If Georgia’s Free Exercise Protection Act is signed into law, the Peach State can expect corporate backlash from at least one major company: Disney.
The Free Exercise Protection Act, currently on the desk of Governor Nathan Deal, has been termed an anti-gay bill in one breath, and a religious liberty bill in the next. Deal, a Republican, must sign or veto the bill, which would offer speech protections to faith-based entities that refuse to provide services that they say violate their beliefs, by May 3.
How one interprets the bill is likely to fall along party lines. While liberals argue the bill has discriminatory effects that allow individuals to refuse to, say, bake a cake for gay couples, conservatives argue the bill will simply ensure free speech protections and religious liberty.
So, what action will Disney take if Deal passes the legislation? Well, they will stop filming in Georgia, which has become a new epicenter for Hollywood production, in part because of Georgia’s tax credits program which incentives studios to film in the state—recent Disney projects that have filmed in Georgia include Marvel Studios-produced “Ant-Man” and “Guardians of the Galaxy 2.” Georgia’s program is especially alluring because it allows studios and film producers to offset actors’ salaries.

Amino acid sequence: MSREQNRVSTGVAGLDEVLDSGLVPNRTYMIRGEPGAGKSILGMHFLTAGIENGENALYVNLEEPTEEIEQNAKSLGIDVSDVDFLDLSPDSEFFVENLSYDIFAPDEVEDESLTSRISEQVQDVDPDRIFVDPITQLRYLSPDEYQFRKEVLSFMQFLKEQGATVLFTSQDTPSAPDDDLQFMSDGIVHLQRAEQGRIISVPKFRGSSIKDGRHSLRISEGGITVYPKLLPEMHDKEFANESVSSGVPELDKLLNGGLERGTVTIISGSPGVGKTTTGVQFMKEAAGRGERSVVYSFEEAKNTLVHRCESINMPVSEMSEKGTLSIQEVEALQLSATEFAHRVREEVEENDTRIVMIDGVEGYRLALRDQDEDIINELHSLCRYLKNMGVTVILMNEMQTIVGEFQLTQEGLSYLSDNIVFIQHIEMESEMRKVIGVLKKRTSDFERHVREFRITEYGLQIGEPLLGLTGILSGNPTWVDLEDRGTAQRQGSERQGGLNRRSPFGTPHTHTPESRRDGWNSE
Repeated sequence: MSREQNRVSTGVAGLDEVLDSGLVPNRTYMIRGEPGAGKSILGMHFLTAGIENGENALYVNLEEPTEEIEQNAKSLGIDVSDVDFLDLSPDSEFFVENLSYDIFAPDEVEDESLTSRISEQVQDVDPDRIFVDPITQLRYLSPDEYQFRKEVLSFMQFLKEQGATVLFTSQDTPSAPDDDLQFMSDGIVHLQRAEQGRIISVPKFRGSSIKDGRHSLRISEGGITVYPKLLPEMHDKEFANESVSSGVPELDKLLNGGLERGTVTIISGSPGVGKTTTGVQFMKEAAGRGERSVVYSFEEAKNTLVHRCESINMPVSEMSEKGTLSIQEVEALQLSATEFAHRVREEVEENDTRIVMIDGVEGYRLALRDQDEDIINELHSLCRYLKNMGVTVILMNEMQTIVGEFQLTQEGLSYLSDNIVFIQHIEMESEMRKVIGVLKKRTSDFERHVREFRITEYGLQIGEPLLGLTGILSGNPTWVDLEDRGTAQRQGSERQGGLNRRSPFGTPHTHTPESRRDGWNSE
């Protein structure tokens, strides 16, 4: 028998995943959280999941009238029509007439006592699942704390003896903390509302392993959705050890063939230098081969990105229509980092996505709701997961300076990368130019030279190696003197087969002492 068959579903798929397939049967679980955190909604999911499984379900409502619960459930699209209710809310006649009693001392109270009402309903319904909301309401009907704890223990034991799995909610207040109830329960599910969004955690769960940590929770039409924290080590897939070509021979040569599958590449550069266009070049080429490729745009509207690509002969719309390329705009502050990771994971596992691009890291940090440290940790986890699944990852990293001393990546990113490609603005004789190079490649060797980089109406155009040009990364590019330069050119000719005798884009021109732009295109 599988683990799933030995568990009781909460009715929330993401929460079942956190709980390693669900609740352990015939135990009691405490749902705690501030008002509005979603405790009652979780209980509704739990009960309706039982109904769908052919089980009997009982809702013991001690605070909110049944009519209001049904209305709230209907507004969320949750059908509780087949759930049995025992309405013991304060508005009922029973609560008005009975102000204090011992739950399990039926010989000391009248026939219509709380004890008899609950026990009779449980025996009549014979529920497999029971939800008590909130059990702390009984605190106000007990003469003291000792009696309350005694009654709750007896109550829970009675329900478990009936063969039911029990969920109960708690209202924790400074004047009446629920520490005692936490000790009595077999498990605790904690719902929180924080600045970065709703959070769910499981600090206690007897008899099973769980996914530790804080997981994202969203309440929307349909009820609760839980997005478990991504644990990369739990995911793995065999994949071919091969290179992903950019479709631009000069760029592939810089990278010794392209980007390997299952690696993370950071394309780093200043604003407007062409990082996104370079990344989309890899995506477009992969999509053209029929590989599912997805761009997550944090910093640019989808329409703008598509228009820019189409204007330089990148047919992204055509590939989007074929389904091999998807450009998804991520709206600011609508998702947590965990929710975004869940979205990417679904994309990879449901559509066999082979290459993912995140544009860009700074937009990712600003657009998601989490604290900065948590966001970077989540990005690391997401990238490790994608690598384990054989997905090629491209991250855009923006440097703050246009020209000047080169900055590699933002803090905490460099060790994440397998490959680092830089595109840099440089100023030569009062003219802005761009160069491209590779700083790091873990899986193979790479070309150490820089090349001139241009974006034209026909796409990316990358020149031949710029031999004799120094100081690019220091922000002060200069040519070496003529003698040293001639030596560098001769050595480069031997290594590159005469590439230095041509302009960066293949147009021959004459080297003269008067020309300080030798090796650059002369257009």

The cost-savings a state like Georgia provides sheds insight into the gravity of the Governor’s decision—what it means for individual rights, Disney’s bottom line and Hollywood’s $1.7 Billion economic impact on the state. The production of “Ant-Man” alone generated $106 million in revenue for the state, and employed 3,579 Georgians, according to the Georgia Department of Economic Development.
“Disney and Marvel are inclusive companies, and although we have had great experiences filming in Georgia, we will plan to take our business elsewhere should any legislation allowing discriminatory practices be signed into state law,” a spokesman for Disney said in a statement.
As of yet, no other major film studios have threatened to halt production in Georgia; however, Sony Pictures Entertainment has declined to comment.
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